On appeal from the Board of Trustees, Police and Firemen's Retirement System.
Michels, Deighan and R.s. Cohen.
[238 NJSuper Page 557] The final administrative action of the Board of Trustees of the Police and Firemen's Retirement System (Board) that denied the application of Thomas H. Barney (Barney) for an accidental disability retirement from his position as a police officer employed by the City of Plainfield is affirmed substantially for the reasons expressed by Board Secretary Ferrazza in his letter opinion of October 19, 1988. The Board held that Barney's fall from the top step when three or four bricks gave way and his landing on the bottom step, approximately five feet below, did not constitute a traumatic event within the scope and meaning of N.J.S.A. 43:16A-7. However, the Board granted
Barney an ordinary disability retirement under N.J.S.A. 43:16A-6 based on an orthopedic disability.
We have studied the entire record in light of the arguments presented and are satisfied that the determination of the Board is not arbitrary, capricious or unreasonable, does not lack full support in the evidence and does not violate legislative policies expressed or fairly implied in the statutory scheme administered by the Board. See Gerba v. Board of Trustees, 83 N.J. 174, 189, 416 A.2d 314 (1980); Henry v. Rahway State Prison, 81 N.J. 571, 579-580, 410 A.2d 686 (1980); Campbell v. Department of Civil Service, 39 N.J. 556, 562, 189 A.2d 712 (1963).
Furthermore, we are satisfied that the determination of the Board is consistent with the principles discussed by the Supreme Court in Kane v. Board of Trustees, 100 N.J. 651, 498 A.2d 1252 (1985), Maynard v. Board of Trustees, 113 N.J. 169, 549 A.2d 1213 (1988) and Ciecwisz v. Board of Trustees, 113 N.J. 180, 549 A.2d 1218 (1988). To the extent that Quigley v. Board of Trustees, 231 N.J. Super. 211, 555 A.2d 642 (App.Div.1989), relied upon by Barney, can be read to support a contrary conclusion, we disagree with its analysis. First, we point out that the Quigley discussion of traumatic event is dicta because the Board's final determination was affirmed on the medical causality question and the traumatic event analysis was not essential to the outcome of that case. Second, the analysis in Quigley takes insufficient account of the legislative intent encompassed by the 1966 amendment to N.J.S.A. 43:15A-43 (L. 1966, c. 67, § 4) to make the granting of accidental disability retirement more difficult than it had been previously by narrowing the instances in which such retirement may be awarded. Finally, the Quigley analysis is in conflict with the principles discussed in Kane v. Board of Trustees, supra, Maynard v. Board of Trustees, supra, and Ciecwisz v. Board of Trustees, supra.
In our view, the source of Barney's injury was not a great rush of force or uncontrollable power. Rather, Barney slipped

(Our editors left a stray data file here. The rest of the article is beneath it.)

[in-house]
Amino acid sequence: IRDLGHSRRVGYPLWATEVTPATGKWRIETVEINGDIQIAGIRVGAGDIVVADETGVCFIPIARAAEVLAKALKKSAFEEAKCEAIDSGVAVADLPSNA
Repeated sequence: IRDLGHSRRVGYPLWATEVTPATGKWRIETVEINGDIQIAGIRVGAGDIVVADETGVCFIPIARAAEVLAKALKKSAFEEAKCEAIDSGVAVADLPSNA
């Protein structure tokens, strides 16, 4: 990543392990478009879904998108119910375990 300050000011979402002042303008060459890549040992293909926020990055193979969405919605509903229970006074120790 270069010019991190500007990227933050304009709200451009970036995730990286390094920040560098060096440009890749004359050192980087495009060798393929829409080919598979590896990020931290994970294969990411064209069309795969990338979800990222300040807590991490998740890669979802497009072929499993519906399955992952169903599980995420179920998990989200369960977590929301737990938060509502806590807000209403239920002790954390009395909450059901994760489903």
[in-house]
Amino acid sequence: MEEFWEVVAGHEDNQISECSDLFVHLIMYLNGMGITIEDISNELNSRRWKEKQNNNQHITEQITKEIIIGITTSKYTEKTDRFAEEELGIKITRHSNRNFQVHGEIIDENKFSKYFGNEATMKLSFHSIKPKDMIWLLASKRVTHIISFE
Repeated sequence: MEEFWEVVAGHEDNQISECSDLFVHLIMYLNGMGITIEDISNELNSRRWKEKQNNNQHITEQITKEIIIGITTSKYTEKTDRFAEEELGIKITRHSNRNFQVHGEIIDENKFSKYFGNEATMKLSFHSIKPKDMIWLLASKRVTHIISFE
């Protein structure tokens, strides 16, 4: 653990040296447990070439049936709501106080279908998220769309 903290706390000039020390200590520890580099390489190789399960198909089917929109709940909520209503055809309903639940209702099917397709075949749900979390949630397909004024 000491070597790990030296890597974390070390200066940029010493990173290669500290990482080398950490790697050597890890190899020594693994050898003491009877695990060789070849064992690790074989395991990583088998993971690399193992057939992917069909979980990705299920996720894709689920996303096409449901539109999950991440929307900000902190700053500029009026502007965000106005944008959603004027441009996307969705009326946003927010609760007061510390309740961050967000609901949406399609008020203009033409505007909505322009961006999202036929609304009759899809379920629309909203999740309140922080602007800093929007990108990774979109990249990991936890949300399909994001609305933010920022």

and fell when he lost his balance after stepping on a loose brick. His fall down the steps was not comparable to the direct and unbroken fall of an individual from a considerable height with its attendant gravitational forces. In sum, Barney's slip and fall was not appreciably different from the slip and fall of the teacher on the highly polished floor discussed in Maynard v. Board of Trustees, supra. There, the Supreme Court found that the teacher was not entitled to accidental disability benefits because the incident did not constitute a traumatic event. Specifically, the Supreme Court held that the slip and fall from the ground level does not involve a great rush of force or uncontrollable power. In so holding, the Court pointed out that:
Notwithstanding the clear legislative message, the Appellate Division in several unpublished decisions has reached conflicting results. The decisions that have found a slip-and-fall to be a traumatic event have sought to draw on an illustration in Kane that a fireman "who falls off the top step of a tall ladder," 100 N.J. at 663 [498 A.2d 1252], has been injured in such an event. Those cases reason that the gravitational force of the fall is like the great rush of force required by Kane.
The analogy is misplaced. Whatever confusion was generated by the cited illustration should have been put to rest by the facts of the case in Kane, in which two police officers slipped and fell, but were found not to be entitled to accidental disability benefits. The fact that the claimant in this case struck the ground and the officers did not is irrelevant. In slip-and-fall cases, no force or power originates anywhere except from the person falling. Any gravitational force that is generated by the fall is not "great," as that term was used in Kane. Although a fireman who falls from the top step of a tall ladder also falls as a result of his or her own conduct, the height of the ladder generates a gravitational force that, unlike that of someone who is standing on the ground, is "great."
The fact that claimant cannot recover accidental disability benefits does not prevent her from recovering workers' compensation benefits and an ordinary disability pension. As Chief Justice Weintraub explained:
The State has provided workmen's compensation benefits for public employees both at State and local levels, N.J.S.A. 34:15-43. Pension and annuity plans have another role. They provide retirement benefits after years of service, and although disability benefits are a rational part of such a program, there is no inherent compulsion to duplicate the coverage already provided by the workmen's compensation ...